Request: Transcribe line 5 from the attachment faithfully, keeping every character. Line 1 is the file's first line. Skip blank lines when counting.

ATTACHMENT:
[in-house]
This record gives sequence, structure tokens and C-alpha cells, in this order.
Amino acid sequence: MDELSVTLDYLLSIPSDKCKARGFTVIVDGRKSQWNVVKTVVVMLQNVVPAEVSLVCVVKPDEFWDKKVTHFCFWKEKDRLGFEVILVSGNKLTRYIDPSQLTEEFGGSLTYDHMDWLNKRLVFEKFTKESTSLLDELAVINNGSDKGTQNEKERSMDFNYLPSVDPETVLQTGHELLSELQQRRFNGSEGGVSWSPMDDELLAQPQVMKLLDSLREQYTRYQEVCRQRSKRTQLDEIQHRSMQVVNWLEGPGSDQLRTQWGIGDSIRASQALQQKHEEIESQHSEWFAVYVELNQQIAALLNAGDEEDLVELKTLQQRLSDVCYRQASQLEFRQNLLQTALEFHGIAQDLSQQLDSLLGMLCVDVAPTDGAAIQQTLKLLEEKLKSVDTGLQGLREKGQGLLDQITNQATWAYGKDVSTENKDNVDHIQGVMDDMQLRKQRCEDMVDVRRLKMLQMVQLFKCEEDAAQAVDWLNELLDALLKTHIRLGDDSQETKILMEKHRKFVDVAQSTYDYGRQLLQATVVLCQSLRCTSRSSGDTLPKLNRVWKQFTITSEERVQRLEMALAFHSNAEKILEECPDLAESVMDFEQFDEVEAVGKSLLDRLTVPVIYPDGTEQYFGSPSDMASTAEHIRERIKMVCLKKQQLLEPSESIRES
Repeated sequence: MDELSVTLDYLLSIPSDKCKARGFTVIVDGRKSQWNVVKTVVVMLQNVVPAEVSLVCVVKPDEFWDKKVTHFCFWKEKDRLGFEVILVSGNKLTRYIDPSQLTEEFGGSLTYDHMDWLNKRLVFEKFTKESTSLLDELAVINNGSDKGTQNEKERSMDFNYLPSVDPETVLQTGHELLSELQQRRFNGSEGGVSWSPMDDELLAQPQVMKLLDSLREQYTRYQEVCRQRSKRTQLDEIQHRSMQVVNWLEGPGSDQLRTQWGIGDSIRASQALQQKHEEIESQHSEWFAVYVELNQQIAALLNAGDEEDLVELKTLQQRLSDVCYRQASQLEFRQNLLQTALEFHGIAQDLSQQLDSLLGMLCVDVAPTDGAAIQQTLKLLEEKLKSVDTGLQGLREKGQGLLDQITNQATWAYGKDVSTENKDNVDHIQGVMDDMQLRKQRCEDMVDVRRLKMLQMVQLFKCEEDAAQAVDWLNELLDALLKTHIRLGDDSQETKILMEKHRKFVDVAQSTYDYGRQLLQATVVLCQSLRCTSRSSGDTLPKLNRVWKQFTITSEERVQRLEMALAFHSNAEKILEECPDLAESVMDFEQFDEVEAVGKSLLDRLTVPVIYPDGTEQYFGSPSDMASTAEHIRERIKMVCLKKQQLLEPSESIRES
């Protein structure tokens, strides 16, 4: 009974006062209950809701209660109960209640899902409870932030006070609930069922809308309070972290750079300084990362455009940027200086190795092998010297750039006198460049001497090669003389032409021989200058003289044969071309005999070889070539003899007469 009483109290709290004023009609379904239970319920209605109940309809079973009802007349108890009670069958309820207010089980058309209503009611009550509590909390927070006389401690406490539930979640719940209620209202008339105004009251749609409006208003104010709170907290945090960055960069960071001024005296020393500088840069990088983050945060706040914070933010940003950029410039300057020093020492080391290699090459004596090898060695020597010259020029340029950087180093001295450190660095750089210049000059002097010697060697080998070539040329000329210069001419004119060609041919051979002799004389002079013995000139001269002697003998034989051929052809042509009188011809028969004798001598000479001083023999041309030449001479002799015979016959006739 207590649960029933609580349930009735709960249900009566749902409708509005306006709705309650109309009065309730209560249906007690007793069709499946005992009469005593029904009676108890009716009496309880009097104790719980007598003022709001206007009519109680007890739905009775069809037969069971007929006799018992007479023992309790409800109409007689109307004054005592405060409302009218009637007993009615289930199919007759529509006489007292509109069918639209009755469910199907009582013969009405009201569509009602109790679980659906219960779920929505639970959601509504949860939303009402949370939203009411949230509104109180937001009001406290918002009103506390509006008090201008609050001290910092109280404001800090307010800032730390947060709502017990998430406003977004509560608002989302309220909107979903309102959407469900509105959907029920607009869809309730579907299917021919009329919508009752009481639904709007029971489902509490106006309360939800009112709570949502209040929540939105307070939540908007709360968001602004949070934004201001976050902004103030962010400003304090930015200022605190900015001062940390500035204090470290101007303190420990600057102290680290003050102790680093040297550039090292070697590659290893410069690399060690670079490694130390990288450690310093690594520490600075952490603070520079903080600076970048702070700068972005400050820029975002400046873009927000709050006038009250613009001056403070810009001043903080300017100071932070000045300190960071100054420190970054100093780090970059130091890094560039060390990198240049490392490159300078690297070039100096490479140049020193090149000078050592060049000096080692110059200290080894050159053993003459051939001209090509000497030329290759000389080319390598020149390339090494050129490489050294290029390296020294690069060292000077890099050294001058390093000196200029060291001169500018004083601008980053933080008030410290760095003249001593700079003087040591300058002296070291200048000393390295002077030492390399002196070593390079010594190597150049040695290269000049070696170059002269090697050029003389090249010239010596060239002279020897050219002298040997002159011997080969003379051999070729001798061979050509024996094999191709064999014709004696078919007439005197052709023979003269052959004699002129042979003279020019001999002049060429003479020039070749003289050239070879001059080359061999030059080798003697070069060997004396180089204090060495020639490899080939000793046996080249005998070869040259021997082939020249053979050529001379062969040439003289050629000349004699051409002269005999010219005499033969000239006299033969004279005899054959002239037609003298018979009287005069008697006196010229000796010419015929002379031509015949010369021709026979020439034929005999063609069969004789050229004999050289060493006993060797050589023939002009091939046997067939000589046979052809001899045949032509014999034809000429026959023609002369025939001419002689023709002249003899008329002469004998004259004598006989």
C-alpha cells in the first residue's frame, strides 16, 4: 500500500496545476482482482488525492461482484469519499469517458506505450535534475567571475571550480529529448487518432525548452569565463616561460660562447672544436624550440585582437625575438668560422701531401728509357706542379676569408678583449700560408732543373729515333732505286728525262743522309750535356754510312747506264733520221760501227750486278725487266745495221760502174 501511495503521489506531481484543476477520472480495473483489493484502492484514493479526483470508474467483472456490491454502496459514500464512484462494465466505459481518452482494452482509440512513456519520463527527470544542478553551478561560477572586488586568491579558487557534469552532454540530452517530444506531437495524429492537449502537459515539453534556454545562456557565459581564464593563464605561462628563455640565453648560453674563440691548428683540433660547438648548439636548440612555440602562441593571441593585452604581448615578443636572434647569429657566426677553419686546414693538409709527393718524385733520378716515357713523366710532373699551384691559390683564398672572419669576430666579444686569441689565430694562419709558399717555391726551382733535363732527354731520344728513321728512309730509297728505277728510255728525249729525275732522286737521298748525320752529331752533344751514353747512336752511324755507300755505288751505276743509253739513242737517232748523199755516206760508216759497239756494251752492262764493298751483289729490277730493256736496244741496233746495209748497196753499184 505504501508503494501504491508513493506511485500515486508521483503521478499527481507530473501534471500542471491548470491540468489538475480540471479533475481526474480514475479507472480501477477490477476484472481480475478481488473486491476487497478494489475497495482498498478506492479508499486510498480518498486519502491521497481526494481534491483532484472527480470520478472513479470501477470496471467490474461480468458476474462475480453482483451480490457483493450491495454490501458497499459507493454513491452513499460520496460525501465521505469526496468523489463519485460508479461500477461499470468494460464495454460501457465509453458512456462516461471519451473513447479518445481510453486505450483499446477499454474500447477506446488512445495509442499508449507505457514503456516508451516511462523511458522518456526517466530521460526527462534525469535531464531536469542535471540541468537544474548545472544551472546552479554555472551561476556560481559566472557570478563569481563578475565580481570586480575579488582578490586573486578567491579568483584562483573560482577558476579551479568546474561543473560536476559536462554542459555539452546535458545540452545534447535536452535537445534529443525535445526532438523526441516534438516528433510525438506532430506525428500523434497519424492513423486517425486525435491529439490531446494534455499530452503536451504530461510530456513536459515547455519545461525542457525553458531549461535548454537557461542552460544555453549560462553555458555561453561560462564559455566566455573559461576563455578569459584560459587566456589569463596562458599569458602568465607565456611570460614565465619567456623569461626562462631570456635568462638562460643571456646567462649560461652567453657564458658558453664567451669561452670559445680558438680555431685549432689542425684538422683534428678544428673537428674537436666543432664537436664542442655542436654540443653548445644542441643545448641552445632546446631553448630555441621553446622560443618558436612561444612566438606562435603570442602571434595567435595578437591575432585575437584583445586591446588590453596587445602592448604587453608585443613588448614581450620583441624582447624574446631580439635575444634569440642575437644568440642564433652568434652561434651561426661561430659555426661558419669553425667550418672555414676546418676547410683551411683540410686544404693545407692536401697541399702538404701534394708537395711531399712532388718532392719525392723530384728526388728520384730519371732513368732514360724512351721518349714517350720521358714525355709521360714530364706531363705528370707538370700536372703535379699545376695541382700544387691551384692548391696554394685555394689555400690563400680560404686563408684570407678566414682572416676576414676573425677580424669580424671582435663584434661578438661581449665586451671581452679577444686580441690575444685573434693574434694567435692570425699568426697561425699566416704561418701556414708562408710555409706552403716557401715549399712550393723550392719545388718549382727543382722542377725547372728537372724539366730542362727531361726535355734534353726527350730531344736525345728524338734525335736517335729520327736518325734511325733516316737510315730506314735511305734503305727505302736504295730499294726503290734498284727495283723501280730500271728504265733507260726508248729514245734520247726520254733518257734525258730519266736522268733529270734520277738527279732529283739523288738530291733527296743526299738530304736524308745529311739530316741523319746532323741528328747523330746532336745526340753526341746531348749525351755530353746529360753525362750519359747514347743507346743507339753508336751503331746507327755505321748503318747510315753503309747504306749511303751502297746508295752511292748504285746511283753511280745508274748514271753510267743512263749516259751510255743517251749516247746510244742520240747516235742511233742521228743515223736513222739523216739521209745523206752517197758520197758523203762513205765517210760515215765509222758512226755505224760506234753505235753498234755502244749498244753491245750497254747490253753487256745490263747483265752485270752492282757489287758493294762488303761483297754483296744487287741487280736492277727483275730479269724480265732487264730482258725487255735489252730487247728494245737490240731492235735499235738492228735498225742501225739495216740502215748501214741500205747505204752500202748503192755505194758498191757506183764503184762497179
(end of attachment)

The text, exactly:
């Protein structure tokens, strides 16, 4: 009974006062209950809701209660109960209640899902409870932030006070609930069922809308309070972290750079300084990362455009940027200086190795092998010297750039006198460049001497090669003389032409021989200058003289044969071309005999070889070539003899007469 009483109290709290004023009609379904239970319920209605109940309809079973009802007349108890009670069958309820207010089980058309209503009611009550509590909390927070006389401690406490539930979640719940209620209202008339105004009251749609409006208003104010709170907290945090960055960069960071001024005296020393500088840069990088983050945060706040914070933010940003950029410039300057020093020492080391290699090459004596090898060695020597010259020029340029950087180093001295450190660095750089210049000059002097010697060697080998070539040329000329210069001419004119060609041919051979002799004389002079013995000139001269002697003998034989051929052809042509009188011809028969004798001598000479001083023999041309030449001479002799015979016959006739 207590649960029933609580349930009735709960249900009566749902409708509005306006709705309650109309009065309730209560249906007690007793069709499946005992009469005593029904009676108890009716009496309880009097104790719980007598003022709001206007009519109680007890739905009775069809037969069971007929006799018992007479023992309790409800109409007689109307004054005592405060409302009218009637007993009615289930199919007759529509006489007292509109069918639209009755469910199907009582013969009405009201569509009602109790679980659906219960779920929505639970959601509504949860939303009402949370939203009411949230509104109180937001009001406290918002009103506390509006008090201008609050001290910092109280404001800090307010800032730390947060709502017990998430406003977004509560608002989302309220909107979903309102959407469900509105959907029920607009869809309730579907299917021919009329919508009752009481639904709007029971489902509490106006309360939800009112709570949502209040929540939105307070939540908007709360968001602004949070934004201001976050902004103030962010400003304090930015200022605190900015001062940390500035204090470290101007303190420990600057102290680290003050102790680093040297550039090292070697590659290893410069690399060690670079490694130390990288450690310093690594520490600075952490603070520079903080600076970048702070700068972005400050820029975002400046873009927000709050006038009250613009001056403070810009001043903080300017100071932070000045300190960071100054420190970054100093780090970059130091890094560039060390990198240049490392490159300078690297070039100096490479140049020193090149000078050592060049000096080692110059200290080894050159053993003459051939001209090509000497030329290759000389080319390598020149390339090494050129490489050294290029390296020294690069060292000077890099050294001058390093000196200029060291001169500018004083601008980053933080008030410290760095003249001593700079003087040591300058002296070291200048000393390295002077030492390399002196070593390079010594190597150049040695290269000049070696170059002269090697050029003389090249010239010596060239002279020897050219002298040997002159011997080969003379051999070729001798061979050509024996094999191709064999014709004696078919007439005197052709023979003269052959004699002129042979003279020019001999002049060429003479020039070749003289050239070879001059080359061999030059080798003697070069060997004396180089204090060495020639490899080939000793046996080249005998070869040259021997082939020249053979050529001379062969040439003289050629000349004699051409002269005999010219005499033969000239006299033969004279005899054959002239037609003298018979009287005069008697006196010229000796010419015929002379031509015949010369021709026979020439034929005999063609069969004789050229004999050289060493006993060797050589023939002009091939046997067939000589046979052809001899045949032509014999034809000429026959023609002369025939001419002689023709002249003899008329002469004998004259004598006989």